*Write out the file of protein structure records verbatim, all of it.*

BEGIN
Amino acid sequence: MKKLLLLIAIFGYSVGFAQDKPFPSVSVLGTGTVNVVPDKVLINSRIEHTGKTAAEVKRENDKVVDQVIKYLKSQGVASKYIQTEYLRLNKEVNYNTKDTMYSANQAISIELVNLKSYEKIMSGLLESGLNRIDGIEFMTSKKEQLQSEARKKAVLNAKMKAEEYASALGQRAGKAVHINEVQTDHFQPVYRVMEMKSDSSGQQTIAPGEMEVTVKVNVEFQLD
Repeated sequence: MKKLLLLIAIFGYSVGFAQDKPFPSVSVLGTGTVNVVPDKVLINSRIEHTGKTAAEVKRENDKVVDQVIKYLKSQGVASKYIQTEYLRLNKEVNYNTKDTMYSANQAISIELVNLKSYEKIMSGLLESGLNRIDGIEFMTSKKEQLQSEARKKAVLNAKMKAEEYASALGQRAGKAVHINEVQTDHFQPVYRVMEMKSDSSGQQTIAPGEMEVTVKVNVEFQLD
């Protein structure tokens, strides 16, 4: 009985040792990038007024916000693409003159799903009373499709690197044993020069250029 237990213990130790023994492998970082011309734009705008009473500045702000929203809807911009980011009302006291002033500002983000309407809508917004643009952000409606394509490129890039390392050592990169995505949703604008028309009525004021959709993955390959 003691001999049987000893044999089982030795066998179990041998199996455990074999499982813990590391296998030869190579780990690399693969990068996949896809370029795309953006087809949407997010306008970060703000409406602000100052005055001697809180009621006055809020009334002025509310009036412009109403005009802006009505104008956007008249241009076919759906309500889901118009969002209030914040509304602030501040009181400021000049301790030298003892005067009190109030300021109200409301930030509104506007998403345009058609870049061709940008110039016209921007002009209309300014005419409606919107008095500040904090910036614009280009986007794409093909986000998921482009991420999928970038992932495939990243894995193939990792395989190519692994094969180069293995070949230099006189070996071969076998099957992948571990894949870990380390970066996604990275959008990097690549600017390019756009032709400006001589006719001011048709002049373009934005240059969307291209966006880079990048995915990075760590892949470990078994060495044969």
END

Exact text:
Amino acid sequence: MKKLLLLIAIFGYSVGFAQDKPFPSVSVLGTGTVNVVPDKVLINSRIEHTGKTAAEVKRENDKVVDQVIKYLKSQGVASKYIQTEYLRLNKEVNYNTKDTMYSANQAISIELVNLKSYEKIMSGLLESGLNRIDGIEFMTSKKEQLQSEARKKAVLNAKMKAEEYASALGQRAGKAVHINEVQTDHFQPVYRVMEMKSDSSGQQTIAPGEMEVTVKVNVEFQLD
Repeated sequence: MKKLLLLIAIFGYSVGFAQDKPFPSVSVLGTGTVNVVPDKVLINSRIEHTGKTAAEVKRENDKVVDQVIKYLKSQGVASKYIQTEYLRLNKEVNYNTKDTMYSANQAISIELVNLKSYEKIMSGLLESGLNRIDGIEFMTSKKEQLQSEARKKAVLNAKMKAEEYASALGQRAGKAVHINEVQTDHFQPVYRVMEMKSDSSGQQTIAPGEMEVTVKVNVEFQLD
């Protein structure tokens, strides 16, 4: 009985040792990038007024916000693409003159799903009373499709690197044993020069250029 237990213990130790023994492998970082011309734009705008009473500045702000929203809807911009980011009302006291002033500002983000309407809508917004643009952000409606394509490129890039390392050592990169995505949703604008028309009525004021959709993955390959 003691001999049987000893044999089982030795066998179990041998199996455990074999499982813990590391296998030869190579780990690399693969990068996949896809370029795309953006087809949407997010306008970060703000409406602000100052005055001697809180009621006055809020009334002025509310009036412009109403005009802006009505104008956007008249241009076919759906309500889901118009969002209030914040509304602030501040009181400021000049301790030298003892005067009190109030300021109200409301930030509104506007998403345009058609870049061709940008110039016209921007002009209309300014005419409606919107008095500040904090910036614009280009986007794409093909986000998921482009991420999928970038992932495939990243894995193939990792395989190519692994094969180069293995070949230099006189070996071969076998099957992948571990894949870990380390970066996604990275959008990097690549600017390019756009032709400006001589006719001011048709002049373009934005240059969307291209966006880079990048995915990075760590892949470990078994060495044969």